Do keep in mind that are there 3 Type of decoder: CPU Software, GPU common refer to as HW Acceleration and then are Real McCoys Dedicated Hardware Decoder and all there not the same as Dedicated Hardware Decoder is far superior vs the other two.

Edited by SHSPVR
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Guest asrequested

All I can see is that they are talking about problems they're having when 

interfacing with certain hw acceleration APIs, but I can't see any evidence

or actually not even a statement that a certain hw decoder would output

inferior quality when decoding (except the mentioned bugs).

 

Interestingly we haven't encountered any of those problems (different ones

of course, though).

 

The extreme variety of different transcoding situations is a huge challenge

and requires a large amount of work for fine tuning, testing, bug-tracking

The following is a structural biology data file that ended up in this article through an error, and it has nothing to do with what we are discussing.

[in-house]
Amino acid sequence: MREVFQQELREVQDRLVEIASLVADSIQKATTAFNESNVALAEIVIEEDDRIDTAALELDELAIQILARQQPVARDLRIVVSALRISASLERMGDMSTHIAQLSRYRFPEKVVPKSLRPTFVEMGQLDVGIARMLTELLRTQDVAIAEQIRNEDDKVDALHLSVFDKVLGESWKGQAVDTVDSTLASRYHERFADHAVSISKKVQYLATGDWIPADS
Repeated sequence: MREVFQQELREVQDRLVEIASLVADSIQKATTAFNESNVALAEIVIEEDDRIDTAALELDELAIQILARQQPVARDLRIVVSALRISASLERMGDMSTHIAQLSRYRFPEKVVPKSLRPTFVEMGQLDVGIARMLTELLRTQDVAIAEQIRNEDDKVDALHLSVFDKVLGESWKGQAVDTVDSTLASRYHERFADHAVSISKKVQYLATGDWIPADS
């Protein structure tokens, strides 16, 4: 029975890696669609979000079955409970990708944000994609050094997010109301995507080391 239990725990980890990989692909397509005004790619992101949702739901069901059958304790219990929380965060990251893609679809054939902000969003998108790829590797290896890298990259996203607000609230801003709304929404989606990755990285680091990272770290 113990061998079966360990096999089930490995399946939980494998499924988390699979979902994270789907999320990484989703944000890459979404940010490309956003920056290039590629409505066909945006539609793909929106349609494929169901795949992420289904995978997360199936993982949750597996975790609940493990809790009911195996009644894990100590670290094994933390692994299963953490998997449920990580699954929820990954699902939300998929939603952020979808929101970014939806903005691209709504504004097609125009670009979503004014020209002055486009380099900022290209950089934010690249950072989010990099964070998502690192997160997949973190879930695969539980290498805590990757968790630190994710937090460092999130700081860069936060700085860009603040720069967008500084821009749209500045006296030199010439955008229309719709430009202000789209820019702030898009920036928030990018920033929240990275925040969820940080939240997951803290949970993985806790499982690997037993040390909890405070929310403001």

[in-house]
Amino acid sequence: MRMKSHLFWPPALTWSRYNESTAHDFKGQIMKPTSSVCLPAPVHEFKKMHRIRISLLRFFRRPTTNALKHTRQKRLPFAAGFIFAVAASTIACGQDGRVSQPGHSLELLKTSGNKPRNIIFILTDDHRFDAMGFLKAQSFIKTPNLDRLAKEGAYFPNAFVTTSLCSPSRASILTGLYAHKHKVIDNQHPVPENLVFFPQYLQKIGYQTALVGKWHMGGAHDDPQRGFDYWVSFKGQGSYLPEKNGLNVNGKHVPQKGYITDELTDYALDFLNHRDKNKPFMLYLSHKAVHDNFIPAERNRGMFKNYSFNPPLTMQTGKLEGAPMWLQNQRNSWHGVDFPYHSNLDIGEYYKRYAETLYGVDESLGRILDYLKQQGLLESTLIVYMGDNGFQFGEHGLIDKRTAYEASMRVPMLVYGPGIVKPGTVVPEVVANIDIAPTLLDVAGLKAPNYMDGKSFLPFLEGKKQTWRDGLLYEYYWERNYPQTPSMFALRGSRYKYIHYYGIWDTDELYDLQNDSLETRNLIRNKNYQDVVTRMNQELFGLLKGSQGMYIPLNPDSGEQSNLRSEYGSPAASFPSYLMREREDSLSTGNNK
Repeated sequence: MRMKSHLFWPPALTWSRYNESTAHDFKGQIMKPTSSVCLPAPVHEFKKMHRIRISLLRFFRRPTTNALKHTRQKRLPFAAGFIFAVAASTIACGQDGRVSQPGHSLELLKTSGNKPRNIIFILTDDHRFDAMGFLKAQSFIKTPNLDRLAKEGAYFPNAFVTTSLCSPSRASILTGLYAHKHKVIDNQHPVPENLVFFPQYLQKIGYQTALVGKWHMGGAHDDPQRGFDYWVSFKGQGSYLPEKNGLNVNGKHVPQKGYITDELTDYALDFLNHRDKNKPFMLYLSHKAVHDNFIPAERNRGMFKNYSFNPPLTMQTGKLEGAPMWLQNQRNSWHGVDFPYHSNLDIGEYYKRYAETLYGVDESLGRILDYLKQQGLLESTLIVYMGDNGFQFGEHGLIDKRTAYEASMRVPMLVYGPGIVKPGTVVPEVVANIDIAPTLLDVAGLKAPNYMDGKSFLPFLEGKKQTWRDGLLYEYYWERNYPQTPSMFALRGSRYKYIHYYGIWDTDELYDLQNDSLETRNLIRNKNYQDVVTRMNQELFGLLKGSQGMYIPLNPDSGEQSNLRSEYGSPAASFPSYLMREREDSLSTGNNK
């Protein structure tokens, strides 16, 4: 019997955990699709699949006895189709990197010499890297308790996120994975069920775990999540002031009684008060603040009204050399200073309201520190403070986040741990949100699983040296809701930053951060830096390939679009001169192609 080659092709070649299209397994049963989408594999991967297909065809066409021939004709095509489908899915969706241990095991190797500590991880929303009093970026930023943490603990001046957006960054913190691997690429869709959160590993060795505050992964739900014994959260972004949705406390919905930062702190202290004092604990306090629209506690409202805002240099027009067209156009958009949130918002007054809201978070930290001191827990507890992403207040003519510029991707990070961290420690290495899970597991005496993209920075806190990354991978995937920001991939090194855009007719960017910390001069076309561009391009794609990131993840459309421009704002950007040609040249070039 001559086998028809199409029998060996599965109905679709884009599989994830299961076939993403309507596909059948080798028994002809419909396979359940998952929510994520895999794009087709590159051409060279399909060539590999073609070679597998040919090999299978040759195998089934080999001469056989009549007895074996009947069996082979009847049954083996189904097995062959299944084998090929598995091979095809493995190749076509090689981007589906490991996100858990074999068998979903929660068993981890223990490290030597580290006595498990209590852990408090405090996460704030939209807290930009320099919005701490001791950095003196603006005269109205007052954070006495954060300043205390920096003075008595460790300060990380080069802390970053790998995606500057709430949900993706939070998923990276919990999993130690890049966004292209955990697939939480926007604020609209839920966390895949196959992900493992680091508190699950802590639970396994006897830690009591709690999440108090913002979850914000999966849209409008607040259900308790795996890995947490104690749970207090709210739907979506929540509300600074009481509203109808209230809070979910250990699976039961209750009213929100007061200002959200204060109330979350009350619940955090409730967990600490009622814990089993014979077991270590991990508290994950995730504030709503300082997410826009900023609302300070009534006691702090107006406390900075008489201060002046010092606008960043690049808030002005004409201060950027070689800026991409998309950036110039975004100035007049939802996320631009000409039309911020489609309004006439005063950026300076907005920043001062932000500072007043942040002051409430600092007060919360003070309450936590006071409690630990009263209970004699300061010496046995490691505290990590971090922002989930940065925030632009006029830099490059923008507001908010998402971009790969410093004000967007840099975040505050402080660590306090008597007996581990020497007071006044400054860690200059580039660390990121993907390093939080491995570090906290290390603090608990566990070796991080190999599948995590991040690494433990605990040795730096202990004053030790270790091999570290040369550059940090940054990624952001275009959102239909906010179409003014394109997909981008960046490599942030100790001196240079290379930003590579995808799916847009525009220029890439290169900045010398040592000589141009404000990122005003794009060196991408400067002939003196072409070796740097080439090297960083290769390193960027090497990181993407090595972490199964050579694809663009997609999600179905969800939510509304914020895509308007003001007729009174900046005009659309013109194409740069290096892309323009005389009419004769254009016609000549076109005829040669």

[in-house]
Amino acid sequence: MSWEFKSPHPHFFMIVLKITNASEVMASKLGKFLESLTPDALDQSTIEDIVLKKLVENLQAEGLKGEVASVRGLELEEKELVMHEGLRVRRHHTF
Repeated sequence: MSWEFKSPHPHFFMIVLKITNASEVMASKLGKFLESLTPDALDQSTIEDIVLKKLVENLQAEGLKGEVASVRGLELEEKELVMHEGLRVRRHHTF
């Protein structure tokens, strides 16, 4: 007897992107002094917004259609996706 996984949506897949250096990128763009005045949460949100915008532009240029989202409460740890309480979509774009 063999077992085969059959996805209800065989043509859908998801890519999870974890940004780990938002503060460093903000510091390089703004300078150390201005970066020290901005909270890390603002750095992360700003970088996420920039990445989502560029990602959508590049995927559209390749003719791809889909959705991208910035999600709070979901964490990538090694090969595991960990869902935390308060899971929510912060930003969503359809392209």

and bug-fixing.

You can either take the challenge and work on it until it works perfectly,

or you can state in your documentation that users should avoid using

this feature because it doesn't work well....

 

 

Ok, I see the distinction you are making, accelerator vs decoder. My apologies, I hadn't considered that.

 

And of course striving to improve is always a very good thing, and sometimes necessary.

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softworkz

Ok, I see the distinction you are making, accelerator vs decoder. My apologies, I hadn't considered that.

 

No need to apologize, driving a discussion to one or another edge can also be enlightening sometimes..

 

Well - a "distinction,  accelerator vs decoder" - I don't think that I said anything like that.

 

So, let's summarize once again:

You said that hardware decoding would result in worse quality than software decoding, but the documentation you referenced didn't confirm that statement. Instead they are talking about problems they are having when using certain hw acceleration components and that in certain cases, those problems can cause inferior decoding quality, and they also say that using hw acceleration in general can cause a lot of problems and that's why they are strongly discouraging the use of hw accelerated decoding.